VOTING IRREGULARITY: 11,059 Votes For The GOP-Backed Wisconsin Supreme Court Candidate Suddenly Show Up, Two Days After The Election


HUFFINGTON POST: In a dramatic turn of events on Thursday, the Waukesha County clerk announced that the vote total announced for Tuesday’s Wisconsin Supreme Court race had been mistaken — and that the corrected numbers changed the outcome of the entire election. There were 3,456 missing votes for Democratic-backed challenger JoAnne Kloppenburg and 11,059 for incumbent GOP-backed Justice David Prosser. Kloppenburg has previously been beating Prosser by just 200 votes of the roughly 1.5 million cast statewide. The new total puts Prosser on a significant path to victory, about 7,500 votes ahead of Kloppenburg. MORE

PETER BARCA (D), WISCONSIN ASSEMBLY MINORITY LEADER: The way Waukesha County Clerk Kathy Nickolaus revealed her discovery of 14,300 previously uncounted votes raises disturbing questions, particularly in light of her past partisan history. She has been the subject of multiple complaints from other Waukesha officials on how she handles elections and keeps public information to herself outside the official county system where others can verify it. The new Supreme Court race vote totals she “discovered” during canvassing not only swung the election but also put the race just barely past the amount needed to trigger a state-financed recount. It is especially troubling that she waited more than 24 hours to report the startling discovery and then did so at a press conference and only after she verified the results. This makes it all the harder to challenge and audit the integrity of the vote. The partisan, political history of Ms. Nickolaus and the serious concerns about the quality of her performance found in an audit raises the question of whether an investigation is warranted. The public deserves to know that the votes were counted properly. MOREWisconsinSupremeCourtSeal_2.gif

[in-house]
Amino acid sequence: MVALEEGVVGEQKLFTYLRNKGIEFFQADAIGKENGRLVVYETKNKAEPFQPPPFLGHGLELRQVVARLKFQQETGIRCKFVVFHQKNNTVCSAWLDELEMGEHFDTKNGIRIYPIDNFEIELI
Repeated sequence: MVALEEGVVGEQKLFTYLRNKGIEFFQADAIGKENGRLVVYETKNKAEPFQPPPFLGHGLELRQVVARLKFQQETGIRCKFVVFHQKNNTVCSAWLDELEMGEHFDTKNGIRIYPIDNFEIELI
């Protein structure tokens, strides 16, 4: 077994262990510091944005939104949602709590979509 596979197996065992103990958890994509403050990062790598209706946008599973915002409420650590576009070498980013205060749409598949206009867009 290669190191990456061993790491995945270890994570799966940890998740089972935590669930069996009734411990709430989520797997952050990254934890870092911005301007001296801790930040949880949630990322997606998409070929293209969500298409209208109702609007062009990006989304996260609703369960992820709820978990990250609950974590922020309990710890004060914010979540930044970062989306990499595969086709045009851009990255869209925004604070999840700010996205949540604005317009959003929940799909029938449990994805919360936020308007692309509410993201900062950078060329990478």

RELATED: From 1989-1994, Prosser served as Minority Leader. From 1995-1996, he was Speaker. Nickolaus was a staff member during this time. As Wisconsin State Journal reporter Mary Spicuzza noted on Twitter, “Kathy Nickolaus worked for Assembly Republican Caucus when Prosser was Speaker. Caucus is controlled by speaker, so he is her former boss.” MORE

RELATED: Waukesha County Clerk Kathy Nickolaus’ decision to go it alone in how she collects and maintains election results has some county officials raising a red flag about the integrity of the system. Nickolaus said she decided to take the election data collection and storage system off the county’s computer network – and keep it on stand-alone personal computers accessible only in her office – for security reasons. “What it gave me was good security of the elections from start to finish, without the ability of someone unauthorized to be involved,” she said. Nonetheless, Director of Administration Norman A. Cummings said because Nickolaus has kept them out of the loop, the county’s information technology specialists have not been able to verify Nickolaus’ claim that the system is secure from failure. “How does anybody else in the county know, except for her verbal word, that there are backups, and that the software she has out there is performing as it should?” he said. “There’s no way I can assure that the election system is going to be fine for the next presidential election.” MORE

FORBES: It is strange that we should suddenly find over 7,000 missing votes in a county that uses a different system than the rest with little to no oversight of the results. There may not be any fraud at all, but it does raise questions. It’s also a little odd that you have the clerk, Nickolaus, claiming that her system is secure from failure and then somehow magically turning up over seven thousand votes that were missing due to a computer error. MORE

LA TIMES: The only thing certain was that the results mean more conflict for the normally genial Midwestern state, which saw its political culture changed after Walker introduced his proposal on unions in February. The bill sparked huge protests, the flight of 14 Democratic state senators to Illinois in a futile attempt to stop its passage and a lawsuit that has halted the law’s implementation. “What’s begun is a tough battle that’s going to go for the next year and a half,” said Curt Anderson, a Republican consultant who cut an ad in support of Prosser last week as conservative groups poured money into the race. “It’ll be a long, ugly, bloody summer.” MORE

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